Hyundai on tour; Hyundai's improved i30 Tourer might be all the vehicle you'll ever need. ANDY ENRIGHT reports.
THE second-generation i30 family hatch has been a strong seller for Hyundai and the UK numbers have been bolstered by the availability of the Tourer estate body style.
Like most compact estates, this one isn't the most spacious load carrier in the world but it offers enough for most families. And, as ever, this i30 remains a great choice if you want to impress somebody with quite how far Korean cars have come. Do so with this Tourer body style and you certainly won't need to pack light.
The Koreans have pared back the engine choice when compared with the i30 hatch. Whereas customers of that body style get no fewer than five engines to select from, i30 Tourer buyers are left with a stark choice: 1.6-litre petrol or 1.6-litre diesel.
Perhaps that's simplifying things a little because the diesel engine is available in 110PS or a higher-powered 136PS variant.
All engines come with an auto gearbox option, but the diesels get the more sophisticated 7DCT self-shifting transmission. Otherwise it's a sixspeed manual shift. The 136PS diesel develops its peak power at 4,000rpm and this upgraded engine will accelerate the i30 from rest to 60mph in around 10 seconds, with a top speed of well over 120mph.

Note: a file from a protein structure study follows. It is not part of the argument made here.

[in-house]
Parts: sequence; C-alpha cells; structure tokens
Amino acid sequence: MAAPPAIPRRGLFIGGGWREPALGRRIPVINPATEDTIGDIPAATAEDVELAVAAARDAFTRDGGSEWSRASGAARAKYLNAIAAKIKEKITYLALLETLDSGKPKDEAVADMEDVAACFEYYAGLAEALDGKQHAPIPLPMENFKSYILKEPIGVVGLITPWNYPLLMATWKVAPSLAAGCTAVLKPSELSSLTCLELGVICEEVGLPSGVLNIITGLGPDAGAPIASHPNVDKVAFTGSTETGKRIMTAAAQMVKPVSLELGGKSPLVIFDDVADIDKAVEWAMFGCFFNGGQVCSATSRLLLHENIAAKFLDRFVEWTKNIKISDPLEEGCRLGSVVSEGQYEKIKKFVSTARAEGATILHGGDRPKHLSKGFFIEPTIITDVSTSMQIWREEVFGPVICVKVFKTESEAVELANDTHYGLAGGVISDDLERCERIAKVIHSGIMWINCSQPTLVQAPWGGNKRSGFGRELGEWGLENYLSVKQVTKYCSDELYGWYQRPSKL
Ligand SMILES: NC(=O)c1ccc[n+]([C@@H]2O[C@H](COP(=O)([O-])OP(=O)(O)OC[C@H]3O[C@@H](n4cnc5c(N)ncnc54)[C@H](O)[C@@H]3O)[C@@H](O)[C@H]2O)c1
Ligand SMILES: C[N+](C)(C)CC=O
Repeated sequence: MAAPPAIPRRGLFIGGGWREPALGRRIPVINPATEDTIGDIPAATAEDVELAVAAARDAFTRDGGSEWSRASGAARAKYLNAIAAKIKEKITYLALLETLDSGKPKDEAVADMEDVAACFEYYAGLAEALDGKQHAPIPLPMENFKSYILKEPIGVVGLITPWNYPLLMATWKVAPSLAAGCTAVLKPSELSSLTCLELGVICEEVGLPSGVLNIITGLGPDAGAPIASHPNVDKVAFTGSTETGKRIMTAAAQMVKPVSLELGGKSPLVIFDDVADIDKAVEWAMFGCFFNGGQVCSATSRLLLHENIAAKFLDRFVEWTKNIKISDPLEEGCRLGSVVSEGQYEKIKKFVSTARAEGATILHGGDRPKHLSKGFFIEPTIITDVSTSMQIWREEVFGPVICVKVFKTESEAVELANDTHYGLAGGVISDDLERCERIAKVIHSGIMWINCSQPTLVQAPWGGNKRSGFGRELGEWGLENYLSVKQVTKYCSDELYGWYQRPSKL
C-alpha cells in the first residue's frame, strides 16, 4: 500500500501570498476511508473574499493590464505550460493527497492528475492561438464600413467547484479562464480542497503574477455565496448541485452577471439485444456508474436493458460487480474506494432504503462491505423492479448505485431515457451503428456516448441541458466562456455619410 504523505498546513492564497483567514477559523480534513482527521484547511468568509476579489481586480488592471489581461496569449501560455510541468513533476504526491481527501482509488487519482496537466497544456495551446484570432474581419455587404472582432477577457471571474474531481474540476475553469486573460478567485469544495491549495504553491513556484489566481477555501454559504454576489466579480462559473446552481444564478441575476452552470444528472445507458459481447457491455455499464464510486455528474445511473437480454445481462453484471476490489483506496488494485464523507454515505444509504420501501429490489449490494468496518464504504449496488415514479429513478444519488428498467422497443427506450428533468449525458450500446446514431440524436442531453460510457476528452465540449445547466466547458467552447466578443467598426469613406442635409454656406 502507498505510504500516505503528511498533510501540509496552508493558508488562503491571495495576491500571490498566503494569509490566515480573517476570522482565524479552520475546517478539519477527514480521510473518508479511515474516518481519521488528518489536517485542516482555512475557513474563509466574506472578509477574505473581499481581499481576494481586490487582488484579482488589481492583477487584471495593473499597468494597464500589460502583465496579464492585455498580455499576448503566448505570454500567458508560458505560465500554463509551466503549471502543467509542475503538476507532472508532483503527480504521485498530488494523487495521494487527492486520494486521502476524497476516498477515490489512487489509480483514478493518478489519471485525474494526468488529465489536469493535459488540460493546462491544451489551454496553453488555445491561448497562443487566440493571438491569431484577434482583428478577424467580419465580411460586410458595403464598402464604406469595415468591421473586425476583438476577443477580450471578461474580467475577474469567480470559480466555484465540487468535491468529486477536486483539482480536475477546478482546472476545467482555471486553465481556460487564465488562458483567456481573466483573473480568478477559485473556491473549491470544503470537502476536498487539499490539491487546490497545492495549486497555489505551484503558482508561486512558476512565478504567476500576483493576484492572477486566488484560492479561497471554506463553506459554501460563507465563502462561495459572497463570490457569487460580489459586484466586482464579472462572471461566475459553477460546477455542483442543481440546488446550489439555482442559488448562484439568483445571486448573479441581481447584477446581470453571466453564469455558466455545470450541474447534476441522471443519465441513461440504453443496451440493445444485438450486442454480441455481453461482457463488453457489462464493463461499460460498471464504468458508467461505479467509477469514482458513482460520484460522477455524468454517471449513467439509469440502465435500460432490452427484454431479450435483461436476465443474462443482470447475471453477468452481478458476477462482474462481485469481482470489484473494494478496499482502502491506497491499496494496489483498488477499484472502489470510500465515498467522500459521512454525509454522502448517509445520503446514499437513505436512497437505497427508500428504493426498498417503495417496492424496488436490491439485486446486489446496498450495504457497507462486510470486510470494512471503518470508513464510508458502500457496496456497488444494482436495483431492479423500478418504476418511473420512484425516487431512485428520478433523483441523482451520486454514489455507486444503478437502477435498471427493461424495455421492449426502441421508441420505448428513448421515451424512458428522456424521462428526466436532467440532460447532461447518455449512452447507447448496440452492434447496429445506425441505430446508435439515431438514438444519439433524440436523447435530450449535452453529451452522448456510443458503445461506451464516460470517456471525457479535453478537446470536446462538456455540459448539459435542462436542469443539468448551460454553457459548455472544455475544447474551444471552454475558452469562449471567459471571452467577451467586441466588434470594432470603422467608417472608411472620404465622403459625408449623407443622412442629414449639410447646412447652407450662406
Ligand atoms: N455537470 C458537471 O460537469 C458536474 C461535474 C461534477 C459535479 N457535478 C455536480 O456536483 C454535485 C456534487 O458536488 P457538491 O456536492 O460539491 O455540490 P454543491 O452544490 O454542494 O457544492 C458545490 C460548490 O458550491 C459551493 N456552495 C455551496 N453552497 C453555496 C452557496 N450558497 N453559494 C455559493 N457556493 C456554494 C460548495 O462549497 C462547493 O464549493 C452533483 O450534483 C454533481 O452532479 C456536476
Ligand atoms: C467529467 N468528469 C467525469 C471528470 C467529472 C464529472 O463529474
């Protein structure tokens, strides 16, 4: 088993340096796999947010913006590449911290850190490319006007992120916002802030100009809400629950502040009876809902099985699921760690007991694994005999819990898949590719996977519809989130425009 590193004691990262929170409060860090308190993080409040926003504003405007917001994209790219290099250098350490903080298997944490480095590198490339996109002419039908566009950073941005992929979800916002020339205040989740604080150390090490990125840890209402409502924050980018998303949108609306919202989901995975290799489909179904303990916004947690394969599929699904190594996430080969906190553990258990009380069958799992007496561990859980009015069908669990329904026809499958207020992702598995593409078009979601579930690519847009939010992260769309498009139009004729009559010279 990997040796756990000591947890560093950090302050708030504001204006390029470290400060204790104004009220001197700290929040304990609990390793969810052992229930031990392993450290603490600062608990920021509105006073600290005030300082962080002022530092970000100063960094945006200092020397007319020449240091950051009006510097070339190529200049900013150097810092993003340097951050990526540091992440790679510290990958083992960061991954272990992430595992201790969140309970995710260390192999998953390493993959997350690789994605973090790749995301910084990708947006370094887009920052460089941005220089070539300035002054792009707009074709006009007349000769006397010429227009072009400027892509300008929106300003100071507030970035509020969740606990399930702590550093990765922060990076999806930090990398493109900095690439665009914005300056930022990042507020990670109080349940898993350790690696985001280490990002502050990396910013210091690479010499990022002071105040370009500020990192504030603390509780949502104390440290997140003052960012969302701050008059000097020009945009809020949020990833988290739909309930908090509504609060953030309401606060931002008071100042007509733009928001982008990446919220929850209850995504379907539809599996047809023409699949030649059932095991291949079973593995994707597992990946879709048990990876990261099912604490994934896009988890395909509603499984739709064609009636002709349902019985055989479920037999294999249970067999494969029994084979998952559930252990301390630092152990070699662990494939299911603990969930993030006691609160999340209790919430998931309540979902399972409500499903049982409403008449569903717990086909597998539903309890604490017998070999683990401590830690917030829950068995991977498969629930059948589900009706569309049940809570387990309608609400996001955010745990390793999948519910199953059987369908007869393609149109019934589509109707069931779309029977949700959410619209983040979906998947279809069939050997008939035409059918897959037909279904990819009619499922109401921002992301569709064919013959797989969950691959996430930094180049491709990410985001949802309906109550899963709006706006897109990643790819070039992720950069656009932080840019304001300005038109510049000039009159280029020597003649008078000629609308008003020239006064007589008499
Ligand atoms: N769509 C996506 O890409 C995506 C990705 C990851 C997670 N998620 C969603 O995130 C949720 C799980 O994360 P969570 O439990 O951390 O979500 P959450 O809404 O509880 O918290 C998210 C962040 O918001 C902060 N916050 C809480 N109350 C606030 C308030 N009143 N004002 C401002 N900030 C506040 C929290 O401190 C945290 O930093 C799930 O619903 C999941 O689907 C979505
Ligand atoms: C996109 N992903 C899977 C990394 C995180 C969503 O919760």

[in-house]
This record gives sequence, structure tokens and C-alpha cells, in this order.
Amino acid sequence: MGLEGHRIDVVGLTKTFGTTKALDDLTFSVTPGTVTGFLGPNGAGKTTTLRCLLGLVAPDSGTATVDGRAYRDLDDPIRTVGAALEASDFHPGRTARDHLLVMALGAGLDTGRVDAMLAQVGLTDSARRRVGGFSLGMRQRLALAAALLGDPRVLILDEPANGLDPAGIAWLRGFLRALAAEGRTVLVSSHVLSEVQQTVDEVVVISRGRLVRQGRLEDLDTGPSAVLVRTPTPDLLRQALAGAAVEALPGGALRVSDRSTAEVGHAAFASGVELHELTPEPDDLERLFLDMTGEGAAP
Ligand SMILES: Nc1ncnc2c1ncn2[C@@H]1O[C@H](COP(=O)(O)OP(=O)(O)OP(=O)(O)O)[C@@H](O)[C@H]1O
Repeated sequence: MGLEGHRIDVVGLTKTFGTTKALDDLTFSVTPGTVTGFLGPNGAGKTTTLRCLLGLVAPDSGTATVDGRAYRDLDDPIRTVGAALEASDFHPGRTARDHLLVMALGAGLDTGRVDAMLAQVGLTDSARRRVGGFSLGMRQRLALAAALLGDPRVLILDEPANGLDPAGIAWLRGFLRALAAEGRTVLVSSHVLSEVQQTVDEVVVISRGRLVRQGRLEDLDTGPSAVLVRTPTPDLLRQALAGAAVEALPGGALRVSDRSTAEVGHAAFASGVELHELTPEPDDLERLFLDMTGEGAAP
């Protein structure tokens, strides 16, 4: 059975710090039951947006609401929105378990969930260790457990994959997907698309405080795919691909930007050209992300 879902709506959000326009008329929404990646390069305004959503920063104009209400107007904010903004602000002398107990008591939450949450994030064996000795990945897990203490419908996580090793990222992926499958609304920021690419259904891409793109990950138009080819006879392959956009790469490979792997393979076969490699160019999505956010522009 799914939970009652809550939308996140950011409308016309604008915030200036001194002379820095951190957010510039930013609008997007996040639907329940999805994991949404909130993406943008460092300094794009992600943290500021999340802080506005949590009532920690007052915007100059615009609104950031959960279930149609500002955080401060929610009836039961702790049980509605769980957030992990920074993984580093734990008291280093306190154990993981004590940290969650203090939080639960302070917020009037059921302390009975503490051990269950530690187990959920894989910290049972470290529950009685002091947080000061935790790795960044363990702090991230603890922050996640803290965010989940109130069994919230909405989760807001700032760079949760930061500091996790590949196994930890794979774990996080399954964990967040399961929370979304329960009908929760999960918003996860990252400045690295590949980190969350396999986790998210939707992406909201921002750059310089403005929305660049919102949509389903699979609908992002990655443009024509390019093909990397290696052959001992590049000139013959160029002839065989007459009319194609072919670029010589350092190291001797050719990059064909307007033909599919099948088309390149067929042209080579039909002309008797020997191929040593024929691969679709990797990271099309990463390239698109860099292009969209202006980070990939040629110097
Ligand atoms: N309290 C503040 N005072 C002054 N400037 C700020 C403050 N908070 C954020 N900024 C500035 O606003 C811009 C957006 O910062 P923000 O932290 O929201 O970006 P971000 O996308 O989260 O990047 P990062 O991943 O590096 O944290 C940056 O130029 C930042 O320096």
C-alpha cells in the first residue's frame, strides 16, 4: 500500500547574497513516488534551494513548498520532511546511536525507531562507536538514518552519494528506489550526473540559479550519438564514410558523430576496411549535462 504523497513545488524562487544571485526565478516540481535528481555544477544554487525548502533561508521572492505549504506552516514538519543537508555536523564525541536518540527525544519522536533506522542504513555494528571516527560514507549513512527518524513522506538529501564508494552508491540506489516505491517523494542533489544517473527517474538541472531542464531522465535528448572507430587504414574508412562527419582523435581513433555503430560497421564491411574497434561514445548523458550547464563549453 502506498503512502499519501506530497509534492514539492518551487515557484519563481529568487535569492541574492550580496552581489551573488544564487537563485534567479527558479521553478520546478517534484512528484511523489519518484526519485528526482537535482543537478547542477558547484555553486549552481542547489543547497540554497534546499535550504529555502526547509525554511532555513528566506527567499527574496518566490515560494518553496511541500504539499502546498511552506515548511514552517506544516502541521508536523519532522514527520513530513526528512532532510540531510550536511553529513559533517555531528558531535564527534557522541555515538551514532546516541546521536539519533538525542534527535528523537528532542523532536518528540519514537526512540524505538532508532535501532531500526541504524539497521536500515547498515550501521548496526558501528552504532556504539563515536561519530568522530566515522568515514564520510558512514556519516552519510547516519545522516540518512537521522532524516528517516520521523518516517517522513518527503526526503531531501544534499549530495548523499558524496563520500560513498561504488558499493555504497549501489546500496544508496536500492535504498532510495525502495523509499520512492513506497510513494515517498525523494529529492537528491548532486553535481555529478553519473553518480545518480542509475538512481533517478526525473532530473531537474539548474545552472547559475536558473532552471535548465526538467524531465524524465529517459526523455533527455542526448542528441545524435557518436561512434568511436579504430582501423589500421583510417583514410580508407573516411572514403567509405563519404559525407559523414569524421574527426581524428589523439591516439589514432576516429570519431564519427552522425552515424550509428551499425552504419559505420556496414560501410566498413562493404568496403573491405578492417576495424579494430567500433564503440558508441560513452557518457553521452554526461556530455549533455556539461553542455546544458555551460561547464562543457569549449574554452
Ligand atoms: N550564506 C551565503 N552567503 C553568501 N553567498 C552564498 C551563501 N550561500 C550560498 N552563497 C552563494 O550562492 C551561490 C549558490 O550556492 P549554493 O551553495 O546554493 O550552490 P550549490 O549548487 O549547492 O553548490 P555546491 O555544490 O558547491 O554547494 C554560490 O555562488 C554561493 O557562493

The petrol powerplant offers a balance between performance and economy and represents a cost-effective choice for the motorist who covers lower mileages. The 1.6-litre unit is a lightweight affair that helps the i30's handling.
The suspension of the i30 is a strut front and multi-link rear design, the same kind of thing that's been adopted by the besthandling cars in the class, such as the Ford Focus and Volkswagen Golf.
One interesting option is Flex Steer. With three operating modes - comfort, normal and sport - the system can be used to vary the level of steering assistance and feedback in order to suit driving conditions.
There's an PS1,100 model-formodel premium to pay if you want this Tourer estate version of the i30, rather than the standard five-door hatch.
Pricing starts from around PS17,000 - that's a slightly higher level that the hatch because with the Tourer, you don't get the option of the entry-level 1.4-litre petrol engine.
All four of the i30 Tourer's trim levels - S, SE, SE Nav and Premium - are very well-finished. Even the entry-level model gets Bluetooth connectivity and voice recognition, multi-function steering wheel and air conditioning.
Body-coloured door handles and mirrors are standard on the entry level trim, along with LED daytime running lights. This means that no i30 is going to leave the showroom looking like it's just been winched up from the bargain basement, a factor that can only enhance the car's public perception.
Electric windows are fitted all round, there's air-conditioning, and remote central locking is also standard, along with an MP3-compatible CD stereo. Where the car still falls a little flat is in terms of personality, interior design and the sophistication and cleanliness of its powerplants.
Remember that these judgements are against the very best in the class and when price and equipment levels are taken into account, the i30 Tourer states its case quite eloquently.
Hyundai remains a work in progress but at this rate, the sky's the limit for the marque.
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|Publication:||Evening Gazette (Middlesbrough, England)|
|Date:||Mar 6, 2015|
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